Gol, Szloma

Szloma Gol was a Jew from Vilnius. On 10 August 1946, he signed an affidavit. He claimed in it that he was part of a team of 80 prisoners who were shackled by the legs. They were then forced to exhume and burn corpses from mass graves near a Vilnius suburb called Ponary from December 1943 for six months (hence until May 1944). He escaped from there by digging a tunnel out of the pit they were housed in.

This escape story resembles that of Yuri Farber, deposited two years earlier. While Farber described a sophisticated construction operation with pole supports and roof boards propping up the tunnel that was lit by electric lights, all made possible with tools and supplies miraculously found in the mass graves, Gol was more down to earth. His team simply dug the tunnel with their bare hands, broke their chains – evidently also with their bare hands – and ran away.

Their pyres were built over trenches 7 meters long, were pyramidal in shape, and had a wooden chimney sticking out at the top used to pour fuel down. The pyramidal shape and the weird wooden chimney also show up in Farber’s testimony. Hence, it looks like Gol plagiarized Farber’s account. However, Faber had his team of 80 people work only from late January 1944 until mid-April.

The pyres presumably consisted of 14 layers of alternating firewood and bodies. Cremating an average human body during open-air incinerations requires some 250 kg of freshly cut wood. With such pyres, a layer of a running meter of a pyre that is as wide as the bodies are tall can accommodate some four to five bodies. Four bodies require a ton of freshly cut wood. The density of green wood is roughly 0.9 tons per m³, and its stacking density on a pyre is 1.4 (40% for air and flames to go through). This means that the wood required to burn four bodies would have had a volume of some 1.55 m³. Spread out over 2 square meters, this wood would have stacked up to a height of some 0.8 meters, together with the corpse to about 1 meter. A pyre with 14 such layers would have been 14 meters high. Of course, a pyre two meters wide can never be 14 meters high; it would collapse at a far shorter height. While the shape of the pyre can be changed (for instance 7 m × 7 m, as other witnesses claimed, although that makes it much more difficult to build, burn and dispose later), this would not affect the height, if it had 14 layers.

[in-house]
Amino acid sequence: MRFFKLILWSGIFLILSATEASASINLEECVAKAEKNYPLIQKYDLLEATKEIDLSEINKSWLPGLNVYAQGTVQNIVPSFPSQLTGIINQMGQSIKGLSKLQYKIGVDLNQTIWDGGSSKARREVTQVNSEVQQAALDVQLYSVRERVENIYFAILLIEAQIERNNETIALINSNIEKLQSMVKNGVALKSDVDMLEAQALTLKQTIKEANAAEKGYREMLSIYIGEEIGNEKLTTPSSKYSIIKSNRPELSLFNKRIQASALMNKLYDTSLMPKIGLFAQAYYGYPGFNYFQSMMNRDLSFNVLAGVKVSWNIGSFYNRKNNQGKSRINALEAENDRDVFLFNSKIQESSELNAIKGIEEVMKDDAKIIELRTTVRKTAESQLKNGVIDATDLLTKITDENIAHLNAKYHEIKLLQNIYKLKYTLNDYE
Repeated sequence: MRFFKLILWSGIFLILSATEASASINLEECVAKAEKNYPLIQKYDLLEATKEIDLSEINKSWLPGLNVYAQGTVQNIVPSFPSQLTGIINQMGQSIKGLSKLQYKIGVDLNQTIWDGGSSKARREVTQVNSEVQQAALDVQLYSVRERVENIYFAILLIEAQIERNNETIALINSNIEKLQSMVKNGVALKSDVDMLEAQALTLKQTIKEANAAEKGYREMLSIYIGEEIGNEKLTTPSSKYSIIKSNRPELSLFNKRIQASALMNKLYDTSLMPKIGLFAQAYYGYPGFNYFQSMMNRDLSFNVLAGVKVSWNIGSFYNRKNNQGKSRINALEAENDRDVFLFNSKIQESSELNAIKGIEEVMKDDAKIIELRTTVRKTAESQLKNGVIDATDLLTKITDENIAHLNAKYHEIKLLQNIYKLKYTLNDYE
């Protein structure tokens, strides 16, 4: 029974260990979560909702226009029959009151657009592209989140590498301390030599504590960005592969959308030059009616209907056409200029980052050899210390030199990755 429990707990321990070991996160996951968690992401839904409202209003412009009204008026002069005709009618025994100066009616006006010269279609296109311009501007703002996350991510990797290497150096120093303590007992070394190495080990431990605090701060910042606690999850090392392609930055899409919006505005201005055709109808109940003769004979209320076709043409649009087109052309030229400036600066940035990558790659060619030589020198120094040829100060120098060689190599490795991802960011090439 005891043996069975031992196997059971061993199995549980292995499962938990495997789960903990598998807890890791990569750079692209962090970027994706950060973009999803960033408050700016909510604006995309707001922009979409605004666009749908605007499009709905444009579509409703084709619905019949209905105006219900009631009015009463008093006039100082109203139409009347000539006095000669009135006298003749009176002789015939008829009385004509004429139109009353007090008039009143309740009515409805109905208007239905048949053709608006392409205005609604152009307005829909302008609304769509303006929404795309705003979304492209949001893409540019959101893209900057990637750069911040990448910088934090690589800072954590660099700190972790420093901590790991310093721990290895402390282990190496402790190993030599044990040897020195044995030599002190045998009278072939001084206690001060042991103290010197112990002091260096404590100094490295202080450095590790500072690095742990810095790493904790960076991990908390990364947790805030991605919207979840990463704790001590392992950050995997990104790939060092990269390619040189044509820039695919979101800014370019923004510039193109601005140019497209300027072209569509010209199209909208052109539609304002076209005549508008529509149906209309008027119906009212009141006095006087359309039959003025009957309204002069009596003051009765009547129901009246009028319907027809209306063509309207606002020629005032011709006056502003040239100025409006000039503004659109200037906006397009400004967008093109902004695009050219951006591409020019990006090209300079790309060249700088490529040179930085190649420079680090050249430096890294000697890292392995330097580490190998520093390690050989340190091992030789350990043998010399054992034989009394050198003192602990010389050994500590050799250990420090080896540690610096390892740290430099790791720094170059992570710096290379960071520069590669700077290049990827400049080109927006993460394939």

Gol asserted that his team exhumed and burned a total of 80,000 bodies. Cremating 80,000 bodies requires some 20,000 metric tons of wood. This would have required the felling of all trees growing in a 50-year-old spruce forest covering almost 45 hectares of land, or some 100 American football fields. An average prisoner is rated at being able to cut some 0.63 metric tons of fresh wood per workday. To cut this amount of wood within six months (180 days) would have required some 176 dedicated lumberjacks doing nothing else but felling and cutting up trees. Gol’s prisoner unit allegedly consisted of 80 inmates, with most of them busy digging out mass graves, extracting bodies, building pyres, sifting through ashes, crushing bones, and scattering the resulting powder.

If Gol’s tale has any real background, it would have been on a much smaller order of magnitude than what he claims.

This testimony relates to one of many events claimed to have been part of the alleged German clean-up operation which the orthodoxy calls Aktion 1005. The above exposition demonstrates that Gol’s scenario is detached from reality. Its claimed dimension cannot be based on experiences, but on mere propaganda, imagination and delusion.

(See also the similar accounts by Yuri Farber, A. Blyazer and Matvey Zaydel; for more details, see Mattogno 2022c, pp. 680-682.)

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